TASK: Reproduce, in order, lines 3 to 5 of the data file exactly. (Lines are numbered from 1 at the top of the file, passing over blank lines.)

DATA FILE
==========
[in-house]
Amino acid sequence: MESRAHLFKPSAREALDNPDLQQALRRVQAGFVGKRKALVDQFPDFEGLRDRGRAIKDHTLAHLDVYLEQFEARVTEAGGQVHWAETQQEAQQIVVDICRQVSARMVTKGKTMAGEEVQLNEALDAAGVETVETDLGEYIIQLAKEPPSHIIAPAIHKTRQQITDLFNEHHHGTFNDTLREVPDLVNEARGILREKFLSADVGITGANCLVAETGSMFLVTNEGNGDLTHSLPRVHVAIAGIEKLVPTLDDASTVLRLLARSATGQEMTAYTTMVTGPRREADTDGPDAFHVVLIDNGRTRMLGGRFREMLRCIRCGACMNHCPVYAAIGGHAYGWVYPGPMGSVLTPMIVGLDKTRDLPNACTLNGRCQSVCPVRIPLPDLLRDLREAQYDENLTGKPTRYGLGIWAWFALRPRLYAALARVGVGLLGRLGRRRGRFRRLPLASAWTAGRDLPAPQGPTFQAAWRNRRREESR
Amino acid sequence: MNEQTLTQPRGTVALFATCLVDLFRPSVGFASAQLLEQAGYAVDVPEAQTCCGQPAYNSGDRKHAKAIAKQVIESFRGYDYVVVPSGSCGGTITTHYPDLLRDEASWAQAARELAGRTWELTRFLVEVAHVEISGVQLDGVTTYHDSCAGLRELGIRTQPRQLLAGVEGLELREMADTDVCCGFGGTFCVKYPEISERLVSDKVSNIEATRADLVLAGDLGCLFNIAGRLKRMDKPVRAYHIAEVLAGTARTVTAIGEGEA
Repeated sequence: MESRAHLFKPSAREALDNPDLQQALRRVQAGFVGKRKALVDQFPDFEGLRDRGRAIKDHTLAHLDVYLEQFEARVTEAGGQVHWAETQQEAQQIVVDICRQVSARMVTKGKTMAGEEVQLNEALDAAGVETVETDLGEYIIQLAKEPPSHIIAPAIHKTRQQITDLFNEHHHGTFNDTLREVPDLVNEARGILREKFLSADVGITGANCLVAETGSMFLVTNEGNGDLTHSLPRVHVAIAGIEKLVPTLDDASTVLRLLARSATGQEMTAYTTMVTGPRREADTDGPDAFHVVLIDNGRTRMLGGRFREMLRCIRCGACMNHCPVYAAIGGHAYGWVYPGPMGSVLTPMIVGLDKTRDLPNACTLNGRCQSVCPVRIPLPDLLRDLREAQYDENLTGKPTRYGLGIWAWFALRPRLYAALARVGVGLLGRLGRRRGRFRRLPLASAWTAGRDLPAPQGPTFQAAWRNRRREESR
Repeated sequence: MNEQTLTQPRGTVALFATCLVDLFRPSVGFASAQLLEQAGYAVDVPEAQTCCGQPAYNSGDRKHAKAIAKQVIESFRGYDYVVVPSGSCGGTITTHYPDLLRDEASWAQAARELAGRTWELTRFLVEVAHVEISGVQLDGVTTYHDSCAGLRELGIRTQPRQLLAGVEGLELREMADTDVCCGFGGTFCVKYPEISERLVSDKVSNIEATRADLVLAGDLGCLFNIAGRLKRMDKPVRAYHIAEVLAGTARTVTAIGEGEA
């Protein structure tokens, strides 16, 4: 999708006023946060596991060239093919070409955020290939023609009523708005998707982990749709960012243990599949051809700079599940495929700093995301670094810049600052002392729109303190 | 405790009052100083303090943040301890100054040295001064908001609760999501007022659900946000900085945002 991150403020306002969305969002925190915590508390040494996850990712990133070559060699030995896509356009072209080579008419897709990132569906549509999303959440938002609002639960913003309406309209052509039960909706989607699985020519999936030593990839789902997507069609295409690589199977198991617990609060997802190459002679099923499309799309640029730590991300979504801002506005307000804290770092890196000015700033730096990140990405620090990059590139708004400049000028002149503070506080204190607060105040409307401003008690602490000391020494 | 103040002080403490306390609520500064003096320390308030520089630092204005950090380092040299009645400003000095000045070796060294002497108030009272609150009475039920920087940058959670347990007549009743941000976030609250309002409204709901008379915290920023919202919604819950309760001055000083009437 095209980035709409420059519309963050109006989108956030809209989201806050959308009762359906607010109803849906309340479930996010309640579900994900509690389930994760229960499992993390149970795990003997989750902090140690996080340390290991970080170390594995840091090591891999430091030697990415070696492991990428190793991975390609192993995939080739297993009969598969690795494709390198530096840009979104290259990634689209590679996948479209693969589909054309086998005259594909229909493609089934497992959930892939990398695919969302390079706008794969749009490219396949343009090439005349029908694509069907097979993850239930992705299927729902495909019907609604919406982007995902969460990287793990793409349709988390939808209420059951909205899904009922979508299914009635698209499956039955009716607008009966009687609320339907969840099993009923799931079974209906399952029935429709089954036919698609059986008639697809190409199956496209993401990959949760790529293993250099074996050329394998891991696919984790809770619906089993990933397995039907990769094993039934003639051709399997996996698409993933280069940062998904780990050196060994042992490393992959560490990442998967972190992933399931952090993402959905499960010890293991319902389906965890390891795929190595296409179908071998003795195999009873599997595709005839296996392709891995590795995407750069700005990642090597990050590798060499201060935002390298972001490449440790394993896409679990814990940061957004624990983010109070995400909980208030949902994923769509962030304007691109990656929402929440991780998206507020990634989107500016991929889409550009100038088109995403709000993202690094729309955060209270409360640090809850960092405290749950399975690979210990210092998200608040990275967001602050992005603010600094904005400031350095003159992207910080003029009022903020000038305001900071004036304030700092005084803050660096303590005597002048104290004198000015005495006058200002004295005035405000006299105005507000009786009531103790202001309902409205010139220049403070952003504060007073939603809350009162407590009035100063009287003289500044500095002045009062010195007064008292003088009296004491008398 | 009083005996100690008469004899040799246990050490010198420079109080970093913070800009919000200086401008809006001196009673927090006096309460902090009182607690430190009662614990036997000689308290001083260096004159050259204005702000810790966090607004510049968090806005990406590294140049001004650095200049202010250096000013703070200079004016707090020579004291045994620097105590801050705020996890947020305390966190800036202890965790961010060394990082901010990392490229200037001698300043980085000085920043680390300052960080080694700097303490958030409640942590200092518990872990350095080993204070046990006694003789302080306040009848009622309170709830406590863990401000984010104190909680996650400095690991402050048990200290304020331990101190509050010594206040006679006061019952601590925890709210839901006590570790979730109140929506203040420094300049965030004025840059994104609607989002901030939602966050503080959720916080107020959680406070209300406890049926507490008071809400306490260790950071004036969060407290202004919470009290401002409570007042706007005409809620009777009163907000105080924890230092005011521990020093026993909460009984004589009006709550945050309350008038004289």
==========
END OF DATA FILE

Amino acid sequence: MNEQTLTQPRGTVALFATCLVDLFRPSVGFASAQLLEQAGYAVDVPEAQTCCGQPAYNSGDRKHAKAIAKQVIESFRGYDYVVVPSGSCGGTITTHYPDLLRDEASWAQAARELAGRTWELTRFLVEVAHVEISGVQLDGVTTYHDSCAGLRELGIRTQPRQLLAGVEGLELREMADTDVCCGFGGTFCVKYPEISERLVSDKVSNIEATRADLVLAGDLGCLFNIAGRLKRMDKPVRAYHIAEVLAGTARTVTAIGEGEA
Repeated sequence: MESRAHLFKPSAREALDNPDLQQALRRVQAGFVGKRKALVDQFPDFEGLRDRGRAIKDHTLAHLDVYLEQFEARVTEAGGQVHWAETQQEAQQIVVDICRQVSARMVTKGKTMAGEEVQLNEALDAAGVETVETDLGEYIIQLAKEPPSHIIAPAIHKTRQQITDLFNEHHHGTFNDTLREVPDLVNEARGILREKFLSADVGITGANCLVAETGSMFLVTNEGNGDLTHSLPRVHVAIAGIEKLVPTLDDASTVLRLLARSATGQEMTAYTTMVTGPRREADTDGPDAFHVVLIDNGRTRMLGGRFREMLRCIRCGACMNHCPVYAAIGGHAYGWVYPGPMGSVLTPMIVGLDKTRDLPNACTLNGRCQSVCPVRIPLPDLLRDLREAQYDENLTGKPTRYGLGIWAWFALRPRLYAALARVGVGLLGRLGRRRGRFRRLPLASAWTAGRDLPAPQGPTFQAAWRNRRREESR
Repeated sequence: MNEQTLTQPRGTVALFATCLVDLFRPSVGFASAQLLEQAGYAVDVPEAQTCCGQPAYNSGDRKHAKAIAKQVIESFRGYDYVVVPSGSCGGTITTHYPDLLRDEASWAQAARELAGRTWELTRFLVEVAHVEISGVQLDGVTTYHDSCAGLRELGIRTQPRQLLAGVEGLELREMADTDVCCGFGGTFCVKYPEISERLVSDKVSNIEATRADLVLAGDLGCLFNIAGRLKRMDKPVRAYHIAEVLAGTARTVTAIGEGEA